By Brad Hicks
For some time, the end of the school year has not only brought with it a period of well-deserved rest for Unicoi County’s students but questions surrounding the future of one of the county’s schools.
“For years, every year at the end of the year, we always had people ask, ‘Are they closing it this year? Are we shutting down?’ And that was always the question,” said Temple Hill Elementary School Principal Angie Vaughn.
Earlier this year, the Unicoi County Board of Education resoundingly put to rest these concerns, as the panel voted to invest more than $1 million to bring needed upgrades and renovations to THES.
“With them doing this, it just showed that they are investing in this community and this school and our students,” Vaughn said, “and we are just beyond thrilled.”
A ribbon cutting ceremony and open house for the recently-renovated THES was held Thursday, Sept. 15. Henry Clouse, who current Unicoi County Director of Schools John English referred to as a “legend” in the Temple Hill community, was on hand to cut the ceremonial ribbon. Clouse was once principal at THES and himself served as the county’s director of schools.
Current Assistant Director of Schools Tommy Clouse, Henry Clouse’s son who has twice served as the system’s interim director, also has ties to THES, as does English, who attended the school when it was a kindergarten through 8th-grade facility.
THES benefited from the school board’s prior move to reconfigure the school system. In February, the board voted to close Unicoi County Intermediate School and return all of the county’s elementary schools to kindergarten through 5th grade campuses.
The board’s action to close the Intermediate School, which housed 4th and 5th graders, was prompted by the impending expiration of the school system’s lease of modular units that had served as Love Chapel Elementary School since the 2013-14 school year. The original LCES was permanently closed after a large sinkhole was found on its grounds in August 2012.
The school system received around $4 million in insurance funds from the closure of the original LCES. Approximately $3 million of this funding was used to lease the modular units and, had the school board voted to keep LCES at the modular campus, the school system was expected to pay around $1 million for the modulars.
The former Intermediate School became the new LCES with the start of the 2016-17 school year.
By opting not to purchase the modulars, that funding was freed up for capital projects, including the upgrades to THES. In late March, the Unicoi County Board of Education awarded a $1.1 million bid for THES renovations to Johnson City-based Preston Construction.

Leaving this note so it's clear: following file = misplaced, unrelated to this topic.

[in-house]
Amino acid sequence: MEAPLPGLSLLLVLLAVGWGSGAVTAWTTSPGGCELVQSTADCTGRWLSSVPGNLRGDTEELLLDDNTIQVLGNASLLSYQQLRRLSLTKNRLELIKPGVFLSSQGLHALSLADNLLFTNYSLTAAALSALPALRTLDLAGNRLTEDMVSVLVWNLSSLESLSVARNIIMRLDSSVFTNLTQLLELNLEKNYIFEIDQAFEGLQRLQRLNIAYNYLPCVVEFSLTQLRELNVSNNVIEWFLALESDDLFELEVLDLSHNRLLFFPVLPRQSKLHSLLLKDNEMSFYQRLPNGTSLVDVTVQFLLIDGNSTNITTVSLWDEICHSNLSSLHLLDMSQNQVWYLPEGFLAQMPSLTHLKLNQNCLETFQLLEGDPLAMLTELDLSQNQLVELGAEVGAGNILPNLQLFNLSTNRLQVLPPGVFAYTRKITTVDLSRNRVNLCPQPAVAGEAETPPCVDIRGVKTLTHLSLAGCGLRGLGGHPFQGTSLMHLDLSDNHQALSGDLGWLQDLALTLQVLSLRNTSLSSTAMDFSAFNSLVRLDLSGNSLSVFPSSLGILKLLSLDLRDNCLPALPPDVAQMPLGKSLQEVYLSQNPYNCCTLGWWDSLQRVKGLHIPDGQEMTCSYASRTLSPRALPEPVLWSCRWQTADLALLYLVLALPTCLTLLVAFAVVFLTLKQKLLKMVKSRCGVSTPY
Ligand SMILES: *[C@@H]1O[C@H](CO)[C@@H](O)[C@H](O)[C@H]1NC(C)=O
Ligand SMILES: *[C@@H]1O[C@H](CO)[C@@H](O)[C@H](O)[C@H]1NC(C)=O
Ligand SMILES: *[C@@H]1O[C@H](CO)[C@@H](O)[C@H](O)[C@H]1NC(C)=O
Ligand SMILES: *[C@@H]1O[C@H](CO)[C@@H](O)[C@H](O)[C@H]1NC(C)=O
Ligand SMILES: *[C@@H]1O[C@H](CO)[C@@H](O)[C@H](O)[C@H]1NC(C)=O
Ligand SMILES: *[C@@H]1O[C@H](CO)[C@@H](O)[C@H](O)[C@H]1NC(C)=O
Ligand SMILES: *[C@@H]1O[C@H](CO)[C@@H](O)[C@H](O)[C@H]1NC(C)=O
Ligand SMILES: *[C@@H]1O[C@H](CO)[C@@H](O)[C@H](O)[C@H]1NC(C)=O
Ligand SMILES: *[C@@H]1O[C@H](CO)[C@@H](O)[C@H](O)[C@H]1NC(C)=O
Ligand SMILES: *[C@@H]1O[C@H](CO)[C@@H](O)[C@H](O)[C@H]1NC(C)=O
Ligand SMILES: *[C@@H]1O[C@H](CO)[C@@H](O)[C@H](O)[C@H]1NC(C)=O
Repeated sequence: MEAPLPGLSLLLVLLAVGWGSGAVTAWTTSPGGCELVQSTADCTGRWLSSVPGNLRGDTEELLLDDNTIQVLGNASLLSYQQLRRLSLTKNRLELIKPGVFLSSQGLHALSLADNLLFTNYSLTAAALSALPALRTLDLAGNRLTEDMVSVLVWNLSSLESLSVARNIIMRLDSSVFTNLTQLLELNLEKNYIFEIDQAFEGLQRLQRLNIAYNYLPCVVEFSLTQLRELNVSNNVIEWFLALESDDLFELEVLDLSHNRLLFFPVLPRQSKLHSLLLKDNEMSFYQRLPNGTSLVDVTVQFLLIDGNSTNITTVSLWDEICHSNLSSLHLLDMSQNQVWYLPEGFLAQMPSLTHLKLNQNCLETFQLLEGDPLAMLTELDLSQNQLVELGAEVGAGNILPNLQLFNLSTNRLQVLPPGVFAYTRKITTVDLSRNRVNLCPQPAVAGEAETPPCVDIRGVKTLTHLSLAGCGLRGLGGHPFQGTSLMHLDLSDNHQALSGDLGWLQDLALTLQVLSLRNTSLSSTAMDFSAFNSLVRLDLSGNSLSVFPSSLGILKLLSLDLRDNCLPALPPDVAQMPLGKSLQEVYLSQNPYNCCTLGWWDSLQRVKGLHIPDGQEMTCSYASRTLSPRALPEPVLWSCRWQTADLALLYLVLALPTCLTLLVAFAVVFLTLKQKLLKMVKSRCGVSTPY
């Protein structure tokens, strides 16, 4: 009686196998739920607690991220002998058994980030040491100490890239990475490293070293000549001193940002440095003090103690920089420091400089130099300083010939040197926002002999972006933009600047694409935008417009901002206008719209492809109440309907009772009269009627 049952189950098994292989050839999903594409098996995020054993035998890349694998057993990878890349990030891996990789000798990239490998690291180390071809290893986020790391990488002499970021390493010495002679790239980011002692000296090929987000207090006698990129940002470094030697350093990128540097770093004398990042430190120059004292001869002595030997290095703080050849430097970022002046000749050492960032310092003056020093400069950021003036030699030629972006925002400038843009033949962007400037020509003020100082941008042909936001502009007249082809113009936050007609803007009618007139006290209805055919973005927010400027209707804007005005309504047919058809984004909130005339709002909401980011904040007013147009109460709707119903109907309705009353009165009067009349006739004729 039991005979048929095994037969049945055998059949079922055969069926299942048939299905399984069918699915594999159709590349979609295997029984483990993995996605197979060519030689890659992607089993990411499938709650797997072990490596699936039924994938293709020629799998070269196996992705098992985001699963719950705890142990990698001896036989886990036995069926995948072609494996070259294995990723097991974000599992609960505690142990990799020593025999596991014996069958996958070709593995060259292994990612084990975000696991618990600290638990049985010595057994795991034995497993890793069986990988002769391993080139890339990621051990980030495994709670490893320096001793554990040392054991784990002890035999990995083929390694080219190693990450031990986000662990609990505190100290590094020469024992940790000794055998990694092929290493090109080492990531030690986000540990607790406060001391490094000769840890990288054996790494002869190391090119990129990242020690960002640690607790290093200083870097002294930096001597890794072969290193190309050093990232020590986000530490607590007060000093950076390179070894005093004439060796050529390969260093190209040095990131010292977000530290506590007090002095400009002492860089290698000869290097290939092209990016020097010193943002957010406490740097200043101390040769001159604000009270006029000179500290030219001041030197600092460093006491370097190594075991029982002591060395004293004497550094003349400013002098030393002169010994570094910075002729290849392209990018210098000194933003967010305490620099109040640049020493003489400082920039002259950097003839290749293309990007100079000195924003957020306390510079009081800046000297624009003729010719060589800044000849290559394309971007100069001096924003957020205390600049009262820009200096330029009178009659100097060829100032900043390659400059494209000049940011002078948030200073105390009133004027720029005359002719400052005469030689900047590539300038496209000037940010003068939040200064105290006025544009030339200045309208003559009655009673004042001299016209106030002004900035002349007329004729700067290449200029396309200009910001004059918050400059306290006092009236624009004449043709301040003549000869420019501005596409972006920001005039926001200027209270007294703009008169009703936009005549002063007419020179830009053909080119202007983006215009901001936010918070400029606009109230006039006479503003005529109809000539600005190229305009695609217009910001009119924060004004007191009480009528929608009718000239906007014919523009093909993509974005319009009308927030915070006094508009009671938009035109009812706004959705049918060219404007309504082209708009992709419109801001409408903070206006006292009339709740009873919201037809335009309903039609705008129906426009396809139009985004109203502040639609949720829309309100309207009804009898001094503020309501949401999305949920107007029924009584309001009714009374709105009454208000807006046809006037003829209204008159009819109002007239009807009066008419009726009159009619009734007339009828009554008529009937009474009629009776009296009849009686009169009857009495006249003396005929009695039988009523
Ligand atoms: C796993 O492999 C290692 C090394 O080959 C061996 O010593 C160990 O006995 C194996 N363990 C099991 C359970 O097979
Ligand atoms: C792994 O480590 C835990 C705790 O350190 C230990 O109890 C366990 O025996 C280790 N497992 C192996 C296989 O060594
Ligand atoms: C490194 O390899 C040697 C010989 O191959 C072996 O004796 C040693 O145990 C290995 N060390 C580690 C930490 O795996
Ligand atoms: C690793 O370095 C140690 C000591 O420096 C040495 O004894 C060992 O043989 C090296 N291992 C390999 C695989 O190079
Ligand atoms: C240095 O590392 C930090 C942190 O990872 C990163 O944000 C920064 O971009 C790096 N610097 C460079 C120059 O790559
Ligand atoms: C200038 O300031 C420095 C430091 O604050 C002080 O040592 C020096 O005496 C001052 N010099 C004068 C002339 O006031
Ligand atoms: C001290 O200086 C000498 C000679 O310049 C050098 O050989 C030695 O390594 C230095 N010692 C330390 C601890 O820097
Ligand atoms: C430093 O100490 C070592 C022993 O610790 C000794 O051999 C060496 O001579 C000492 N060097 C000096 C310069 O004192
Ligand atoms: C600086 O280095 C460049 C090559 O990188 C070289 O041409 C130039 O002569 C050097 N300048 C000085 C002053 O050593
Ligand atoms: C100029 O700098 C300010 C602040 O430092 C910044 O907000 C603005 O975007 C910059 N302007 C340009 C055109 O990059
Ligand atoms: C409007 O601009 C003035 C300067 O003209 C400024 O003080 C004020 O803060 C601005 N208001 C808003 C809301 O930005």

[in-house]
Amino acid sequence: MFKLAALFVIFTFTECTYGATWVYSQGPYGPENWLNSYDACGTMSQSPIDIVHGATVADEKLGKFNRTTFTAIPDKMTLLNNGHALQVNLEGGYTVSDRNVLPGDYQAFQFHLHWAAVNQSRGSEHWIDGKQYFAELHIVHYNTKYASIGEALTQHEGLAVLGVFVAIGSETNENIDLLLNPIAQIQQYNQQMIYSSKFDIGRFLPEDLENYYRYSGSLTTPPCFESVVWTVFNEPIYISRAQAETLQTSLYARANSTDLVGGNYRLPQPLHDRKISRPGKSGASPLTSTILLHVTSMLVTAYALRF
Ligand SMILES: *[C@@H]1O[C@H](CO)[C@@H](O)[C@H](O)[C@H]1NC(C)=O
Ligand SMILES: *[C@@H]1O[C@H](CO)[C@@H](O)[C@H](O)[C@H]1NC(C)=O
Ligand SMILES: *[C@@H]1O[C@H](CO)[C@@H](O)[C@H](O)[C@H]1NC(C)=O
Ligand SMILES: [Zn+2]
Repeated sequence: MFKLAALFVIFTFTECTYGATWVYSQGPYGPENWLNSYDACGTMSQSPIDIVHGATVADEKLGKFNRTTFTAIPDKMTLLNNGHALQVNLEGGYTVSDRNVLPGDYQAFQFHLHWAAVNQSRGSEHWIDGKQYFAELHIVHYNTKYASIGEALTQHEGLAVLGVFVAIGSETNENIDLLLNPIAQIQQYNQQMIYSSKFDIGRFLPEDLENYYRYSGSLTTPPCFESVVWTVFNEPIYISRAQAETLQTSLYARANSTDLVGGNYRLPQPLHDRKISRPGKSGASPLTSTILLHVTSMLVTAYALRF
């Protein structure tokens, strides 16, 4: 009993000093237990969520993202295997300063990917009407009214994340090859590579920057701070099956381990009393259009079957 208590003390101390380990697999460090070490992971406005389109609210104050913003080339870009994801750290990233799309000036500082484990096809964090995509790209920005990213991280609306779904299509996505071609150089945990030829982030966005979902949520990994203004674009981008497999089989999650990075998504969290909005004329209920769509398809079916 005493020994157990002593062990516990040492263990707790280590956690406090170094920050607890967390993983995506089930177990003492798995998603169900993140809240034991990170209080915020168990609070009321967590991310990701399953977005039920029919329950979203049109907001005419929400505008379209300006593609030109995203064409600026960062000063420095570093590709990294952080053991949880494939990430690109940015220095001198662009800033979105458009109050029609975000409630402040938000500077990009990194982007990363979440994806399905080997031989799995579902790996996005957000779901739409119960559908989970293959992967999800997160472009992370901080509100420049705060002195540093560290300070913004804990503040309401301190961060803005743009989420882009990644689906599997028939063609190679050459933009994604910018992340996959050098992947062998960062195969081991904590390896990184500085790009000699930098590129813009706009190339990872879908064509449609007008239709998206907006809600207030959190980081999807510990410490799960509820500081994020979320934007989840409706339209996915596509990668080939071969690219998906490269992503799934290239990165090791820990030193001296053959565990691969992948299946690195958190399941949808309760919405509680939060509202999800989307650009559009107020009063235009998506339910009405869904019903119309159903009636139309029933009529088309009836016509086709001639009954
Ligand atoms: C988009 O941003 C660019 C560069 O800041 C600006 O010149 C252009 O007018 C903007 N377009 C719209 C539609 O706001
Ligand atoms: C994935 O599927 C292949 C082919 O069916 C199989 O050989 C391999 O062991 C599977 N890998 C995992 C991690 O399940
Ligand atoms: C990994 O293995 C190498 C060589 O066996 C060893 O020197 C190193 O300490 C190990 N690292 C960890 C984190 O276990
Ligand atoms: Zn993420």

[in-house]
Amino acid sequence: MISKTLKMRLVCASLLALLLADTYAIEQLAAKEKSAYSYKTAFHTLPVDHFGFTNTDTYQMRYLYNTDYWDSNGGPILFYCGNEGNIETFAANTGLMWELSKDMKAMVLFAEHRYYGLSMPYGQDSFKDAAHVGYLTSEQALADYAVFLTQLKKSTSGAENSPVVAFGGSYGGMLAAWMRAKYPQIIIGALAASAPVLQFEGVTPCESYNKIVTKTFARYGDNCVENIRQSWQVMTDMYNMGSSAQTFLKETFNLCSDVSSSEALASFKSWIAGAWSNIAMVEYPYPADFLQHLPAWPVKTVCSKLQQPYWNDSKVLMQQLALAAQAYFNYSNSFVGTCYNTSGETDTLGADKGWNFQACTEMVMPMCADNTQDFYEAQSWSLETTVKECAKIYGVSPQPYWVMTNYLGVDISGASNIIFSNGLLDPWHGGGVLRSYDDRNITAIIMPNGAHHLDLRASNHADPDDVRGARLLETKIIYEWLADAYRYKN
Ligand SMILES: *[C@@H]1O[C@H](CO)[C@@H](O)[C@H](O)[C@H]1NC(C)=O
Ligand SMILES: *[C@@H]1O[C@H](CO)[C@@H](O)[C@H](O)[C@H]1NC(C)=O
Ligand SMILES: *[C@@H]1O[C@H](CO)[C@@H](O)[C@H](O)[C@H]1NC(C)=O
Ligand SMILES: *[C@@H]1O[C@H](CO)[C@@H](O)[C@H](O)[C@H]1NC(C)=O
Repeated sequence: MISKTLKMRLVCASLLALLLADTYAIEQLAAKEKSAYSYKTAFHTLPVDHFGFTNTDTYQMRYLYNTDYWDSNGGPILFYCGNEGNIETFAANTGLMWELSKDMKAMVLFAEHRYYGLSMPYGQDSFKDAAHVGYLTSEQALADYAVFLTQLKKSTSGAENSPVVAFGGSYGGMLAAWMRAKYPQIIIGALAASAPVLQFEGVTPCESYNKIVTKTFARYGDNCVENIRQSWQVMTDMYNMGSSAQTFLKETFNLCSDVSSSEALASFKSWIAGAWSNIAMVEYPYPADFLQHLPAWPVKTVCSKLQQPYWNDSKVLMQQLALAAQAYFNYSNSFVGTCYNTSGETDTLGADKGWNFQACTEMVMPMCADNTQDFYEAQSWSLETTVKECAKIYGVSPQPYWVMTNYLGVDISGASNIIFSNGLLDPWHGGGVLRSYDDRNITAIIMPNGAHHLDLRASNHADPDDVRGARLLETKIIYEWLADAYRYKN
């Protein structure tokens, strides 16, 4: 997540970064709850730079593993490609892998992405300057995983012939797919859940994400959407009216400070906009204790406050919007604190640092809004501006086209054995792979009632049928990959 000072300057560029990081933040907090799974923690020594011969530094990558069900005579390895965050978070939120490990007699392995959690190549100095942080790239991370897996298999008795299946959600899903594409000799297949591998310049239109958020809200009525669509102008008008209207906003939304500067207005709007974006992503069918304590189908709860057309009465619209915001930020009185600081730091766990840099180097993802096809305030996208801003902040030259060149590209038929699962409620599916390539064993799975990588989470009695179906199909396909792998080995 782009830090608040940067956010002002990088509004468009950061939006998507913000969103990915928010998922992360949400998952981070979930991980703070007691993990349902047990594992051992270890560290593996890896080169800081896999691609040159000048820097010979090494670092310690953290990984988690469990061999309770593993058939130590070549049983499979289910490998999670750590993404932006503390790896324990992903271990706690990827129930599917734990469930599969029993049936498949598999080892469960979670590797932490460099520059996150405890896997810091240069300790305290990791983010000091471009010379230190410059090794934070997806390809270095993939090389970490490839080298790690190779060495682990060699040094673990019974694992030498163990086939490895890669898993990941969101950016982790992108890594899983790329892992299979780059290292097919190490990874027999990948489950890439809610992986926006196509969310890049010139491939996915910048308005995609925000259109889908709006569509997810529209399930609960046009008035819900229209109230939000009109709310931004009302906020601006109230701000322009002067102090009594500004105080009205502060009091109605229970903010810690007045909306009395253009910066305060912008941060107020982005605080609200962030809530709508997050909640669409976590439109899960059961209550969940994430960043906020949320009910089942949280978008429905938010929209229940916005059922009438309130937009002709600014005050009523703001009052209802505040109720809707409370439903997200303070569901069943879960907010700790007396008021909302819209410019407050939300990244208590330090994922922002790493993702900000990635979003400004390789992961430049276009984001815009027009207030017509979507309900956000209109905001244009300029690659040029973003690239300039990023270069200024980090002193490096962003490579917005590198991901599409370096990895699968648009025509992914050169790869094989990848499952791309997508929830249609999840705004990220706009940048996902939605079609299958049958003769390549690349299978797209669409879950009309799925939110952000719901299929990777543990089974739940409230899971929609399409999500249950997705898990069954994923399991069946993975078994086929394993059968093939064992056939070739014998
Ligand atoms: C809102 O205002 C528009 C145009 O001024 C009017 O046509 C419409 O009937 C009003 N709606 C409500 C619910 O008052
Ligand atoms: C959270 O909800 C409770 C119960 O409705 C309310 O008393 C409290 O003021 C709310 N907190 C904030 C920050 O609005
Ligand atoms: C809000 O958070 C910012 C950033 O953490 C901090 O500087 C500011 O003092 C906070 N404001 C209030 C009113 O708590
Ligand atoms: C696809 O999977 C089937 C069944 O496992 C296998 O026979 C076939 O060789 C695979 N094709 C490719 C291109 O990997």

Renovations to THES included the installation of a new gymnasium floor, a new roof, new playground equipment and retrofitted bathrooms. Most of the work, however, will go unseen but should serve to enhance the student experience at THES and increase school safety. New electrical wiring was installed throughout the school, replacing the wiring that had been in the school since it was constructed in the early 1950s. New HVAC units were also installed in each classroom, a new fire alarm system was put in place, and each classroom was newly rewired for technology.
“We knew on this end of the county it was very important to keep a school here and wanted to invest that money into making it structurally sound,” English said. “The brick and mortar is the same but, really, almost everything else is new.”
Unicoi County Board of Education Chairman Tyler Engle said the school board takes pride in the fact that it did not have to borrow money to complete the THES renovations, instead relying on capital already available inside the school system.
“Being able to make a strong commitment to having a community-based school south of the river, we just recognized the value in that,” Engle said. “I hope that the dividends from that investment show.”
The work, which was completed over the summer, did not delay the opening of THES to begin the 2016-17 school year. Preparation for the gym floor project actually began a couple of weeks before the end of the 2015-16 school year and was finished shortly after the start of the current school year.
“It’s so rare that we’re able to say that a project started and ended on time, a capital project, so this was just a tremendous effort by everybody involved. It really was,” Engle said.
A new awning was also installed above the school’s main entrance. Vaughn said this represented a four-year project, as the school’s parent-teacher organization saved funding for the awning for two years, but waited another two years before having it installed until plans for the school were learned.
Last year, THES was home to approximately 80 pre-K through 3rd-grade students. With the reconfiguration, the school is now home to around 110 pre-K through 5th-grade students.
English said school system officials are also working to bolster enrollment numbers at THES. He said over the years some parents residing within the THES zone have had their children attend other schools within the county for various reasons, including having children attend schools closer to where their parents work. English said one aim of the renovation project was to make THES “more viable” and “more appealing.”
“We’re trying to beef the numbers up at Temple Hill, and bringing 4th and 5th grade here does that,” English said, “but we’re also looking a little closer at some of the hardships and trying to get folks rezoned here to Temple Hill.”
English also expressed his appreciation to Preston Construction, the school system’s custodial, maintenance and technology crews, and THES’s faculty and staff for making the renovation project a success.
“From beginning to end, there was a lot of hard work, sweat, and maybe even a few tears in between somewhere, but it was just an amazing come-together-and-get-it-done effort,” English said.